Search results for ‘New Criticism

New Criticism

New Criticism is a movement in 20th-century literary criticism that arose in reaction to those traditional “extrinsic” approaches that saw a text as making a moral or philosophical statement or as an outcome of social, economic, political, historical, or biographical… Read More ›

Chicago Critics

In 1937, John Crowe Ransom claimed that if the fledgling movement “for the erection of intelligent standards of criticism” were to succeed, “the credit would probably belong to Professor Ronald S. Crane, of the University of Chicago, more than to… Read More ›

Textual Criticism

Textual criticism provides the principles for the scholarly editing of the texts of the cultural heritage. In the Western world, the tradition and practice of collecting, tending, and preserving records was first instituted in the Hellenistic period. The great library… Read More ›

Archetypal Criticism

Archetypal theory and criticism, although often used synonymously with Myth theory and crticism, has a distinct history and process. The term “archetype” can be traced to Plato (arche, “original”; typos, “form”), but the concept gained currency in twentieth-century literary theory… Read More ›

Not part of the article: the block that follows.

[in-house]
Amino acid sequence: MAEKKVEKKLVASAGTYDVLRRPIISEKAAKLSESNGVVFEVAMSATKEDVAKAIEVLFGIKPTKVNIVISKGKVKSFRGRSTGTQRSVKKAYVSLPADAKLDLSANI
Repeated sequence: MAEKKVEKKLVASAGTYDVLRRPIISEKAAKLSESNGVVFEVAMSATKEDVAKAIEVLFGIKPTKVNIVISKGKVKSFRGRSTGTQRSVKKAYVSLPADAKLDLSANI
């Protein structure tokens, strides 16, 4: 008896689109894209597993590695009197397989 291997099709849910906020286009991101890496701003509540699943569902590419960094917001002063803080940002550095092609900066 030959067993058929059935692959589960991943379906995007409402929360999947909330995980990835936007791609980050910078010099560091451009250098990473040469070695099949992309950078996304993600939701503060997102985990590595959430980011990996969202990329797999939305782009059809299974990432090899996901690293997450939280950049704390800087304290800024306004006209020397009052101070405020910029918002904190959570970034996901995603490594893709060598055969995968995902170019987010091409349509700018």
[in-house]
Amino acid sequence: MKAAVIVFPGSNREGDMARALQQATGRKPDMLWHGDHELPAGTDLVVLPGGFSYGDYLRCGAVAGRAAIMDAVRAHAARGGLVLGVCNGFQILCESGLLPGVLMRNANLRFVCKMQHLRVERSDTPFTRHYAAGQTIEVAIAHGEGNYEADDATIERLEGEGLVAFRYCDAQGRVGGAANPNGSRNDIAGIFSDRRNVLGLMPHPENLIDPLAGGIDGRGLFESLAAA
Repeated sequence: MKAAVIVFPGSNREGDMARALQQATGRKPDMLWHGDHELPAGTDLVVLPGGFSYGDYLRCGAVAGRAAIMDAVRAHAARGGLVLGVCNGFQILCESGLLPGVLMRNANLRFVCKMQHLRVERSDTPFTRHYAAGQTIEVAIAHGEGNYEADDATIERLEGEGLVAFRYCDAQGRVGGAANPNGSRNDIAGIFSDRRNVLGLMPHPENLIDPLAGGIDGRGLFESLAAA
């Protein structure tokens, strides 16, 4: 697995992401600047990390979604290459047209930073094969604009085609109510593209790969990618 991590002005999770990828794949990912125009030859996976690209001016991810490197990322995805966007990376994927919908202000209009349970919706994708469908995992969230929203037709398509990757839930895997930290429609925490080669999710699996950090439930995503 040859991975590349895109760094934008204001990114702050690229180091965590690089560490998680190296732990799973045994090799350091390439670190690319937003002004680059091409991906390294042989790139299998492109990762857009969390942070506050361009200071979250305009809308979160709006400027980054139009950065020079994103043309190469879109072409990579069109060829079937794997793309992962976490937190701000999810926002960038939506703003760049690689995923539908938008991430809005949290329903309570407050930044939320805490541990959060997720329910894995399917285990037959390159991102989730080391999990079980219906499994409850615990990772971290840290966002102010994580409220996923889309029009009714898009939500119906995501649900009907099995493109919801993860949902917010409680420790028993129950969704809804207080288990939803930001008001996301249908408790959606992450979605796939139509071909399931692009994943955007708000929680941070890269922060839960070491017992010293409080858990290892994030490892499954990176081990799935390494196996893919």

Historical Criticism

Historical theory and criticism embraces not only the theory and practice of literary historiographical representation but also other types of criticism that, often without acknowledgment, presuppose a historical ground or adopt historical methods in an ad hoc fashion. Very frequently,… Read More ›

The New York School of Poetry

The New York school of poetry was an innovative group of poets made up principally by Frank O’Hara, John Ashbery, Barbara Guest, James Schuyler, and Kenneth Koch. Their poetry was experimental, philosophical, staunchly antiestablishment, and antiacademic. The group began writing… Read More ›

Stylistics

Treatises devoted to the study of style can be found as early as Demetrius’s On Style (C.E. 100). But most pre-twentieth-century discussions appear as secondary components of rhetorical and grammatical analyses or in general studies of literature and literary language…. Read More ›

Russian Formalism

Russian Formalism, a movement of literary criticism and interpretation, emerged in Russia during the second decade of the twentieth century and remained active until about 1930. Members of what can be loosely referred to as the Formalist school emphasized first… Read More ›

Anthropological Criticism

There is no one clearly defined anthropological criticism, but anthropology, traditionally defined as “the study of man,” has made its impact felt in literary criticism in multiple ways through the twentieth century. The rise of comparative evolutionary anthropology in the… Read More ›